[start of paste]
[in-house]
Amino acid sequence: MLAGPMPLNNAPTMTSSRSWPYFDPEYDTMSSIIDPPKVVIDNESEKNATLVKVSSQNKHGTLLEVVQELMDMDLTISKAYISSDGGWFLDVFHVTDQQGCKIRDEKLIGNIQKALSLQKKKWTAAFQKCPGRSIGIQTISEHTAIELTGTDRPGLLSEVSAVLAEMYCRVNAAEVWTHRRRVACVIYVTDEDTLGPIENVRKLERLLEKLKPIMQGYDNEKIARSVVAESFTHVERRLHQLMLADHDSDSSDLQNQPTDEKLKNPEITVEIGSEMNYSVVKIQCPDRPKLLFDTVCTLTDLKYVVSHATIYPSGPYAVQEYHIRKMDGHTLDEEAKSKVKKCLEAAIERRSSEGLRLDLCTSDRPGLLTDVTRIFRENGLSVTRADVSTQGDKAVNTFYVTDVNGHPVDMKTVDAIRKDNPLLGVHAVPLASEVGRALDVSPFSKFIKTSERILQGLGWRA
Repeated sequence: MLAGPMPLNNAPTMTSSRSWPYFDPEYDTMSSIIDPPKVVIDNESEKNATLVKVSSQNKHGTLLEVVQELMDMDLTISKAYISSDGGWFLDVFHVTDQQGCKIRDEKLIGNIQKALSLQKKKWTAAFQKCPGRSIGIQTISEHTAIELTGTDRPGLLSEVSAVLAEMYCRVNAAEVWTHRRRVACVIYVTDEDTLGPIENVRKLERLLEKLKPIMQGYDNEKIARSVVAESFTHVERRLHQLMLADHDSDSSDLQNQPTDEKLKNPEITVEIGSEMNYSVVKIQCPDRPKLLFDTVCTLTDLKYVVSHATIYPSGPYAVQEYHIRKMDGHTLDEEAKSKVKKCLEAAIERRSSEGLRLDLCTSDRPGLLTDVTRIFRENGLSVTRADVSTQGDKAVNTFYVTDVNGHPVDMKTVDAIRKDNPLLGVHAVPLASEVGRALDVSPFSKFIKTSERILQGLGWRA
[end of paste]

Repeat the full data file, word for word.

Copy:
[in-house]
Amino acid sequence: MLAGPMPLNNAPTMTSSRSWPYFDPEYDTMSSIIDPPKVVIDNESEKNATLVKVSSQNKHGTLLEVVQELMDMDLTISKAYISSDGGWFLDVFHVTDQQGCKIRDEKLIGNIQKALSLQKKKWTAAFQKCPGRSIGIQTISEHTAIELTGTDRPGLLSEVSAVLAEMYCRVNAAEVWTHRRRVACVIYVTDEDTLGPIENVRKLERLLEKLKPIMQGYDNEKIARSVVAESFTHVERRLHQLMLADHDSDSSDLQNQPTDEKLKNPEITVEIGSEMNYSVVKIQCPDRPKLLFDTVCTLTDLKYVVSHATIYPSGPYAVQEYHIRKMDGHTLDEEAKSKVKKCLEAAIERRSSEGLRLDLCTSDRPGLLTDVTRIFRENGLSVTRADVSTQGDKAVNTFYVTDVNGHPVDMKTVDAIRKDNPLLGVHAVPLASEVGRALDVSPFSKFIKTSERILQGLGWRA
Repeated sequence: MLAGPMPLNNAPTMTSSRSWPYFDPEYDTMSSIIDPPKVVIDNESEKNATLVKVSSQNKHGTLLEVVQELMDMDLTISKAYISSDGGWFLDVFHVTDQQGCKIRDEKLIGNIQKALSLQKKKWTAAFQKCPGRSIGIQTISEHTAIELTGTDRPGLLSEVSAVLAEMYCRVNAAEVWTHRRRVACVIYVTDEDTLGPIENVRKLERLLEKLKPIMQGYDNEKIARSVVAESFTHVERRLHQLMLADHDSDSSDLQNQPTDEKLKNPEITVEIGSEMNYSVVKIQCPDRPKLLFDTVCTLTDLKYVVSHATIYPSGPYAVQEYHIRKMDGHTLDEEAKSKVKKCLEAAIERRSSEGLRLDLCTSDRPGLLTDVTRIFRENGLSVTRADVSTQGDKAVNTFYVTDVNGHPVDMKTVDAIRKDNPLLGVHAVPLASEVGRALDVSPFSKFIKTSERILQGLGWRA